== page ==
The First Session: Toward Getting Better
Many people contact me when they “feel stuck.” Often in pain or distress, uncomfortable in their bodies, they have seen one or more practitioners and don’t know how to move forward. In our phone consultation, we'll determine whether what is concerning you is something with which I have had experience and success. (That includes, thankfully, most musculoskeletal problems such as back, neck, pelvic or leg pain; it includes movement difficulties, emotional predispositions or “holding patterns” that may have resulted from physical or psychological trauma. I also work extensively with problems in the cranium and jaw as well as difficulties in the viscera such as constipation, breathing, gall stones, pelvic dysfunction, etc.)
I’ll answer any questions you have about my practice; how it differs from such interventions as physical therapy, chiropractic, psychotherapy or traditional deep tissue Rolfing®. We’ll discuss what I think our potential for success is. I will never suggest an appointment unless I feel we have a good chance for improvement. If you wish, we will schedule an appointment. I usually book two to three weeks in advance and then put people on a waiting list. If the problem you are confronting is especially painful or difficult, I'll try to get you in as soon as I can – often that week or the next.
When you come to the office, I take a brief history. I watch you move: in the chair, walking across the room, doing an activity such as reaching or picking something up. People who are injured, or emotionally expect to be injured, move their bodies in predictable ways: they guard the area in pain to preclude further pain. I want to know if the problem you are experiencing is something I can see.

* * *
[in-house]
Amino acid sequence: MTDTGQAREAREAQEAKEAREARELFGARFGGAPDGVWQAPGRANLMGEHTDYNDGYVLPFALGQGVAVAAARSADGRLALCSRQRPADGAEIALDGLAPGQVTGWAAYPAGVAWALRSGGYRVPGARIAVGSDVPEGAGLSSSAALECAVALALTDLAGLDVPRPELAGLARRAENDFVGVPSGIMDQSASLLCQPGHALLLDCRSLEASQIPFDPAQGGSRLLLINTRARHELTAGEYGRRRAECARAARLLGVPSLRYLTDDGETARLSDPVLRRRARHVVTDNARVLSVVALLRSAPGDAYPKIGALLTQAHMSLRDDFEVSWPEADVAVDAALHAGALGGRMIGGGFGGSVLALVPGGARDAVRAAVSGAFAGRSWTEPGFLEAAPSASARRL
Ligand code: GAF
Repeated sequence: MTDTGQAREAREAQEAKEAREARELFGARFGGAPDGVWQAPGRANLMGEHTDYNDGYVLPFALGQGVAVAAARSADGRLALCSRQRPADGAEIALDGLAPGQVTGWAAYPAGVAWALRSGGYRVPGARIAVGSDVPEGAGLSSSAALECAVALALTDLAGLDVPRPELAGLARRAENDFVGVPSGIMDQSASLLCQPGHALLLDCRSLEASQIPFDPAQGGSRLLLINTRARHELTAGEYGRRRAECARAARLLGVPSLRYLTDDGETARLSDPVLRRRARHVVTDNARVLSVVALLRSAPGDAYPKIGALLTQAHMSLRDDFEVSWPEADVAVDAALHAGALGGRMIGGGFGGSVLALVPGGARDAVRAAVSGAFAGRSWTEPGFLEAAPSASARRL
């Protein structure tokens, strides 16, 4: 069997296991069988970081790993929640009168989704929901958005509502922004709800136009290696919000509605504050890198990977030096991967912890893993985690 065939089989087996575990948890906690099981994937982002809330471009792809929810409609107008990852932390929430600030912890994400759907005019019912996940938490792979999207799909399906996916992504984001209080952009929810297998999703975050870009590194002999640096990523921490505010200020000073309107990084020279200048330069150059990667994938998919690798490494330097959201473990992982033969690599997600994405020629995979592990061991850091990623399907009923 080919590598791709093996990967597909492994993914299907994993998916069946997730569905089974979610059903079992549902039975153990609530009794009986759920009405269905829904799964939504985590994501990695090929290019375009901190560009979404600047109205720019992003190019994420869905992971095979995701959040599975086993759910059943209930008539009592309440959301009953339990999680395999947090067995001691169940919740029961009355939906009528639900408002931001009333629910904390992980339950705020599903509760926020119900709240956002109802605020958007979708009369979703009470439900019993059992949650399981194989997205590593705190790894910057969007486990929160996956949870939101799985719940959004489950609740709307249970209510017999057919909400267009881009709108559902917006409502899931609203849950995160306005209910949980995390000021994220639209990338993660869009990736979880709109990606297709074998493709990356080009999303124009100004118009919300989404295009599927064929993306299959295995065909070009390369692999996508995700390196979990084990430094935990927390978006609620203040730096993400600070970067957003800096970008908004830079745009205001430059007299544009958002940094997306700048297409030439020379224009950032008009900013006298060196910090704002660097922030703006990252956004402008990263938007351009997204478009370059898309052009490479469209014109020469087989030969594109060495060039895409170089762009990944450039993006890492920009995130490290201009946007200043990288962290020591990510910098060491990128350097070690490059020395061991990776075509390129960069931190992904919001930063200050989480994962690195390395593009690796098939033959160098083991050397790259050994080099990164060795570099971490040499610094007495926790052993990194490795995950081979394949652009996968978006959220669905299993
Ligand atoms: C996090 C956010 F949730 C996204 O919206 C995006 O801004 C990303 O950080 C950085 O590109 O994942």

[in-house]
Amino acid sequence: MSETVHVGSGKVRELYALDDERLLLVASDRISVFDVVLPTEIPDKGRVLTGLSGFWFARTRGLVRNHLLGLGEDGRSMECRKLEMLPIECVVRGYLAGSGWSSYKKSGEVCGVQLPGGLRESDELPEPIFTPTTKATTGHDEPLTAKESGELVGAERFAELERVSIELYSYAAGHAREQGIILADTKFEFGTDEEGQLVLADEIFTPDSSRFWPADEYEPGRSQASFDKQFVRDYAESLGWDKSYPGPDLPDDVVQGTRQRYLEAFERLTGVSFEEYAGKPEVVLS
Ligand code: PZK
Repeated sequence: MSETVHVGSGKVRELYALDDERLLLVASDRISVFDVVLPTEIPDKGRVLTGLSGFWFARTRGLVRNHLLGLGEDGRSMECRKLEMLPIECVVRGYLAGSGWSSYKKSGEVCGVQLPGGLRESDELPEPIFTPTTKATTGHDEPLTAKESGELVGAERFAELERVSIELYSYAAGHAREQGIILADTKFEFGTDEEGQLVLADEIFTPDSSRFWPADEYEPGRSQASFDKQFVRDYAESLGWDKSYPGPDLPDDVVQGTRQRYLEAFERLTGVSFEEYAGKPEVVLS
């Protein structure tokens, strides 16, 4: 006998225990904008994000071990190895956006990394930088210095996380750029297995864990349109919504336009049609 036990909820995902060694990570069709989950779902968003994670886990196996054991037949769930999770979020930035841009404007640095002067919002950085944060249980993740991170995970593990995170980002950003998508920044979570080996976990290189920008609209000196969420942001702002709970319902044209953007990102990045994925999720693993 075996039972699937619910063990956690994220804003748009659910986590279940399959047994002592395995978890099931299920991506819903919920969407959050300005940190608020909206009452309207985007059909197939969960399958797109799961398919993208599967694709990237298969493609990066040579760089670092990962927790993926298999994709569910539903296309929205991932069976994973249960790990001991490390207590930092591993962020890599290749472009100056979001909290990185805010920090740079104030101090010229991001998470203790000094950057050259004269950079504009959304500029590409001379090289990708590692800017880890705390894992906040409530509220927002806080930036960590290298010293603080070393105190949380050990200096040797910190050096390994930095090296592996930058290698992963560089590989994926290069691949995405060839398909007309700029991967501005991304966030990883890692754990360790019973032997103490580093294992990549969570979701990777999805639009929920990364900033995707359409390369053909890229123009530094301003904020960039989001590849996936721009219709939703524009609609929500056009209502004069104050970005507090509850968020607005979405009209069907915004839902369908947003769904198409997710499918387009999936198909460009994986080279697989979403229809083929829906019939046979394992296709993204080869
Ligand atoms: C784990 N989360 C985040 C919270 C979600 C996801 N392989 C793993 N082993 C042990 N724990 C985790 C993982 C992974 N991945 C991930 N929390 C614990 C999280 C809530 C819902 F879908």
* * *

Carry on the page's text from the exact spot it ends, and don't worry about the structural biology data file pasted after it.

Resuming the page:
I will ask you to sit on the table and will usually do some orthopedic range and quality of motion tests. I need to know if I can sense in your body what I have seen in your movement. What you say, what I see and what I feel all have to be congruent. If, for instance, you are speaking of pain in your left leg and what I see is guarding around the right, we need to know what is causing the guarding. Is there more than one issue? Am I missing something?
If everything is congruent, I ask you to lie down on the table (people are fully dressed.) Sitting at either your head or your feet, I will sense more deeply into the internal movements your body is making. It is somewhat similar to what happens in a doctor’s office when you have your pulse taken – except I will continue following the internal movements for much longer.